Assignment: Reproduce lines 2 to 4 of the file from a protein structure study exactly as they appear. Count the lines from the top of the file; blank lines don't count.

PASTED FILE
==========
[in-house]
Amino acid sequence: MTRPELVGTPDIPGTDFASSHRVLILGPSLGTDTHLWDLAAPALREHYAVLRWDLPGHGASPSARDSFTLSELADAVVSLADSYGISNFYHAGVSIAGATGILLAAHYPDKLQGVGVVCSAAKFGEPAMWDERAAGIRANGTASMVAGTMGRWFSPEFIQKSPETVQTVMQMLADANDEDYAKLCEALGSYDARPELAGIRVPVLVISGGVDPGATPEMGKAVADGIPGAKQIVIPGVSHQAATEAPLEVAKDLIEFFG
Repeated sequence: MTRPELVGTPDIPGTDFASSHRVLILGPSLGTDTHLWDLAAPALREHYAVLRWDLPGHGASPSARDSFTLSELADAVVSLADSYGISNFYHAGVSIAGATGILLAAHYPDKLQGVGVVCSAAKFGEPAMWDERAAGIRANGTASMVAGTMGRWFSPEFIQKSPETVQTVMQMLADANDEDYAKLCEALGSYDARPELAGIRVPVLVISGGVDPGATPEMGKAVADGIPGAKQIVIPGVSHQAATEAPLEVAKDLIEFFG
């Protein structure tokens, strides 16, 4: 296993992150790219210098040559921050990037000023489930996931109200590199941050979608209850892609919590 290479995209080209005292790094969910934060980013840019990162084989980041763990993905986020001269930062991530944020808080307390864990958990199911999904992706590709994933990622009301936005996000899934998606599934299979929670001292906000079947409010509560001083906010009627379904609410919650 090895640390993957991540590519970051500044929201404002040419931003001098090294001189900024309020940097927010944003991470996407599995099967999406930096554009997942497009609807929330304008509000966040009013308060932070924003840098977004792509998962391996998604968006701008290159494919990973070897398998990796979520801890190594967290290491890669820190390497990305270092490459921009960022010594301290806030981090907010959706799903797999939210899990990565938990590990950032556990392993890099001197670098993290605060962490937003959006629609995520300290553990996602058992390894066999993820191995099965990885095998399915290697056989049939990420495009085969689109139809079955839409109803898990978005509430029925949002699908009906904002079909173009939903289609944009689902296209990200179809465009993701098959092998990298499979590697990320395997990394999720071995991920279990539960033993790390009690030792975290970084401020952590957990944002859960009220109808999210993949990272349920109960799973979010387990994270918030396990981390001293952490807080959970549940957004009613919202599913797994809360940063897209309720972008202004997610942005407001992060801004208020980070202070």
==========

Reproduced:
Amino acid sequence: MTRPELVGTPDIPGTDFASSHRVLILGPSLGTDTHLWDLAAPALREHYAVLRWDLPGHGASPSARDSFTLSELADAVVSLADSYGISNFYHAGVSIAGATGILLAAHYPDKLQGVGVVCSAAKFGEPAMWDERAAGIRANGTASMVAGTMGRWFSPEFIQKSPETVQTVMQMLADANDEDYAKLCEALGSYDARPELAGIRVPVLVISGGVDPGATPEMGKAVADGIPGAKQIVIPGVSHQAATEAPLEVAKDLIEFFG
Repeated sequence: MTRPELVGTPDIPGTDFASSHRVLILGPSLGTDTHLWDLAAPALREHYAVLRWDLPGHGASPSARDSFTLSELADAVVSLADSYGISNFYHAGVSIAGATGILLAAHYPDKLQGVGVVCSAAKFGEPAMWDERAAGIRANGTASMVAGTMGRWFSPEFIQKSPETVQTVMQMLADANDEDYAKLCEALGSYDARPELAGIRVPVLVISGGVDPGATPEMGKAVADGIPGAKQIVIPGVSHQAATEAPLEVAKDLIEFFG
């Protein structure tokens, strides 16, 4: 296993992150790219210098040559921050990037000023489930996931109200590199941050979608209850892609919590 290479995209080209005292790094969910934060980013840019990162084989980041763990993905986020001269930062991530944020808080307390864990958990199911999904992706590709994933990622009301936005996000899934998606599934299979929670001292906000079947409010509560001083906010009627379904609410919650 090895640390993957991540590519970051500044929201404002040419931003001098090294001189900024309020940097927010944003991470996407599995099967999406930096554009997942497009609807929330304008509000966040009013308060932070924003840098977004792509998962391996998604968006701008290159494919990973070897398998990796979520801890190594967290290491890669820190390497990305270092490459921009960022010594301290806030981090907010959706799903797999939210899990990565938990590990950032556990392993890099001197670098993290605060962490937003959006629609995520300290553990996602058992390894066999993820191995099965990885095998399915290697056989049939990420495009085969689109139809079955839409109803898990978005509430029925949002699908009906904002079909173009939903289609944009689902296209990200179809465009993701098959092998990298499979590697990320395997990394999720071995991920279990539960033993790390009690030792975290970084401020952590957990944002859960009220109808999210993949990272349920109960799973979010387990994270918030396990981390001293952490807080959970549940957004009613919202599913797994809360940063897209309720972008202004997610942005407001992060801004208020980070202070």